Political decision may have forced McClatchy bankruptcy

McClatchy's pensioners, who have outlived family ownership of the 163-year-old company, are not the only ones standing to lose as it takes Chapter 11 bankruptcy protection.

The changed circumstances experienced by every print publisher apart, historic pension obligations have been the downfall of what is one of the US' largest newsmedia companies, with payments having been missed. Chairman Kevin McClatchy says there are currently ten pensioners for every active employee: "There's no question that the scale of our 75-year-old pension plan is a reflection of another economic era."

Under the plan for Chapter 11 protection filed on Thursday, much of its pension obligations will be shed, an estimated 55 per cent of its debt eliminated and the rest restructured. Hedge fund Chatham Asset Management is likely to lead the consortium of creditors, operating as a private company with US$50 million of new financial backing from Encina Business Credit. Both public shareholders and family owners of 'protected' shares lose out. McClatchy had outstanding debt of more than $703 million at the time of filing, and unfunded pension obligations estimated at more than $805 million (at July 2018).

Meanwhile, it's business as usual - if that is possible - for employees in its 30 newsrooms in 14 states, among them the Miami Herald, Kansas City Star, Charlotte Observer, Fort Worth Star-Telegram and the Sacramento Bee.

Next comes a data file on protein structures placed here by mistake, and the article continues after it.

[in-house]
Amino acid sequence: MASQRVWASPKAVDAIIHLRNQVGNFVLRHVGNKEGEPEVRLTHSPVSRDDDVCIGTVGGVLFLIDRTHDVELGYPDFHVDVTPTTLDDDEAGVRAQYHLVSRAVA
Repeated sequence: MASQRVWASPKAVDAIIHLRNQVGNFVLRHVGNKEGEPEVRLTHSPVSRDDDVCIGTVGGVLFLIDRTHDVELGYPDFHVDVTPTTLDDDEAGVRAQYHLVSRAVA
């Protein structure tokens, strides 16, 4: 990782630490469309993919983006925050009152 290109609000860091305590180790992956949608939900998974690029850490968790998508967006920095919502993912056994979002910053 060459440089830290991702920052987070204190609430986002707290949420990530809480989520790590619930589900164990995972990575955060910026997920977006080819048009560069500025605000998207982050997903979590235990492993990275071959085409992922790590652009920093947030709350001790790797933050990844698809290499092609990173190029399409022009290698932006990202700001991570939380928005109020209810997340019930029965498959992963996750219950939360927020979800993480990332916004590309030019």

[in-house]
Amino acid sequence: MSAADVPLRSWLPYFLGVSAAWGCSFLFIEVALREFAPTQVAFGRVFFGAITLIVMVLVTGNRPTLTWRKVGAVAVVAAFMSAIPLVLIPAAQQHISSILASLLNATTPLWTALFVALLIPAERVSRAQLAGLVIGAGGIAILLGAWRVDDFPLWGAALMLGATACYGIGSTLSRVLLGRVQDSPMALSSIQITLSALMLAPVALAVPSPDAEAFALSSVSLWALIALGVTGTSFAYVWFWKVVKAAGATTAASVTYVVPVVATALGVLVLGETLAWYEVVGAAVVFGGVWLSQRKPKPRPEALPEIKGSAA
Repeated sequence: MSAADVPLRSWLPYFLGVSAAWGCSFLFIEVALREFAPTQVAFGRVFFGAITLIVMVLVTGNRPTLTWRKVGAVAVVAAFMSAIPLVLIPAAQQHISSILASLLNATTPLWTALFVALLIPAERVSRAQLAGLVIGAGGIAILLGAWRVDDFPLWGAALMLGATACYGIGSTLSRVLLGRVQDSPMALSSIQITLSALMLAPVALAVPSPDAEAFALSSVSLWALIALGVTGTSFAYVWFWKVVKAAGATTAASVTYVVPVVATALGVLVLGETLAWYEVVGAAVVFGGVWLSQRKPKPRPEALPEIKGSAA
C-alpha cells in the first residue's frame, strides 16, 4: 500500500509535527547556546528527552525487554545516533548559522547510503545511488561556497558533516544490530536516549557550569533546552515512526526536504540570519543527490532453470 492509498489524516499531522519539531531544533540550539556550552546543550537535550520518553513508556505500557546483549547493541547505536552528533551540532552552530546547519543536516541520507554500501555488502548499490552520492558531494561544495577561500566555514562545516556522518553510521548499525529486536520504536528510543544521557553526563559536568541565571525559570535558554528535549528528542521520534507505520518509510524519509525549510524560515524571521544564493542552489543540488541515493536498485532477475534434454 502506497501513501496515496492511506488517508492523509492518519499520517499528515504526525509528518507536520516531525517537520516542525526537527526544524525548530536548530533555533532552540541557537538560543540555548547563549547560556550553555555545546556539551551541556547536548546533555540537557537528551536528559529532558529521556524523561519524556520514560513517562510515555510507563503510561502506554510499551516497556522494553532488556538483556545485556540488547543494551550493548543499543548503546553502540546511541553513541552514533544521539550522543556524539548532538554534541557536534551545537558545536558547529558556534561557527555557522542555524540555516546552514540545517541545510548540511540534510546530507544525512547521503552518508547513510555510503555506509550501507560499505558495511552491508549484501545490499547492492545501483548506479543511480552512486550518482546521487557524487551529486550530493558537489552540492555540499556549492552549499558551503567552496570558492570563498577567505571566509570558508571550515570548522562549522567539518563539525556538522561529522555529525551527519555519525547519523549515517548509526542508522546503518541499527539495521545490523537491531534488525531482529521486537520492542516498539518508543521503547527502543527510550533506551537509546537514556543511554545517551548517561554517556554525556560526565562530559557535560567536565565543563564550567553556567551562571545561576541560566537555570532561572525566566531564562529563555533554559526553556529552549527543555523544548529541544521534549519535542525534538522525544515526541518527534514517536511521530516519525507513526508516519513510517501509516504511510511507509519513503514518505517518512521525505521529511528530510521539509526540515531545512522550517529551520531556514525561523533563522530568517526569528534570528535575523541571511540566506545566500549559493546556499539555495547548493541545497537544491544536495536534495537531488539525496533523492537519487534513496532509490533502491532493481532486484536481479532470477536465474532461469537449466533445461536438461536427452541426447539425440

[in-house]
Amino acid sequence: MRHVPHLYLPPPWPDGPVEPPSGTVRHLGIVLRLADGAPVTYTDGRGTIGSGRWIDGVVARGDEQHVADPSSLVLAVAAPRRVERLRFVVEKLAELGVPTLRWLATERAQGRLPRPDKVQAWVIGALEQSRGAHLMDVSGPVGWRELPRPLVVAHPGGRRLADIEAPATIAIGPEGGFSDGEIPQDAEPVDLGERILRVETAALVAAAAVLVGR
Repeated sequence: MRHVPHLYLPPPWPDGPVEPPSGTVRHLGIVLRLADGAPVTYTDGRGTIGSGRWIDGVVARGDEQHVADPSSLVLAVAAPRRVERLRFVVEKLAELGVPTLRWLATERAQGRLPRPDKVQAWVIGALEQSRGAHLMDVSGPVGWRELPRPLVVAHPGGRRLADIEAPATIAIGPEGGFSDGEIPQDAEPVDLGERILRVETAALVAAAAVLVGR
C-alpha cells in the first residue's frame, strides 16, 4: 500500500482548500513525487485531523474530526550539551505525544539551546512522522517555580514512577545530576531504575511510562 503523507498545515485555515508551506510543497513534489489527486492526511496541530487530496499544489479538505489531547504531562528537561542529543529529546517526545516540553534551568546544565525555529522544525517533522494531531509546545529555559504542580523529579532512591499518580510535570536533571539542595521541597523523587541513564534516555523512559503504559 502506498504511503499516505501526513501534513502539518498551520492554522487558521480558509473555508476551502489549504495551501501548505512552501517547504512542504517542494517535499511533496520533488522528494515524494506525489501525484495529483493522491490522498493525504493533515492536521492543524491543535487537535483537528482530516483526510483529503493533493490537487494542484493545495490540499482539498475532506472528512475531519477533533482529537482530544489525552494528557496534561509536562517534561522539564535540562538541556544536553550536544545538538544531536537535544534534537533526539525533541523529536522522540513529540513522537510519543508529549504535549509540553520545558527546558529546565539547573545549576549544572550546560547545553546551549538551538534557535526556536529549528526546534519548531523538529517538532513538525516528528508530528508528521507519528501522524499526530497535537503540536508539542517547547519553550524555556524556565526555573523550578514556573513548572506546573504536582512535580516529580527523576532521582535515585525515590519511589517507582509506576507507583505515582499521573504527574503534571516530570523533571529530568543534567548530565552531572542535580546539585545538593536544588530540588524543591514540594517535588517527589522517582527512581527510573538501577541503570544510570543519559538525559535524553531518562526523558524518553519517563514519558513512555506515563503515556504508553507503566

The battle to avoid Chapter 11 bankruptcy included intensive negotiations with creditors but a Congress "about-face" - judged to be a political decision ­- excluded McClatchy from newspaper pension relief granted to smaller publishers that would have prevented the company from having to choose among paying bond holders, meeting pension requirements or seeking bankruptcy protection. It is thought Tribune Company had also been in talks about a merger which came to nothing.

At the end of the day, the decision was for a format which McClatchy chief executive Craig Forman says would enable the company "to continue to pursue our strategy of digital transformation and continue to produce strong local journalism essential to the communities we serve" - a mission shared in a statement issued by Chatham.

Time will tell whether this can be achieved.
Peter Coleman

Pictured: James McClatchy, who helped launch The Daily Bee in 1857, makes headlines as the family prepares to lose control

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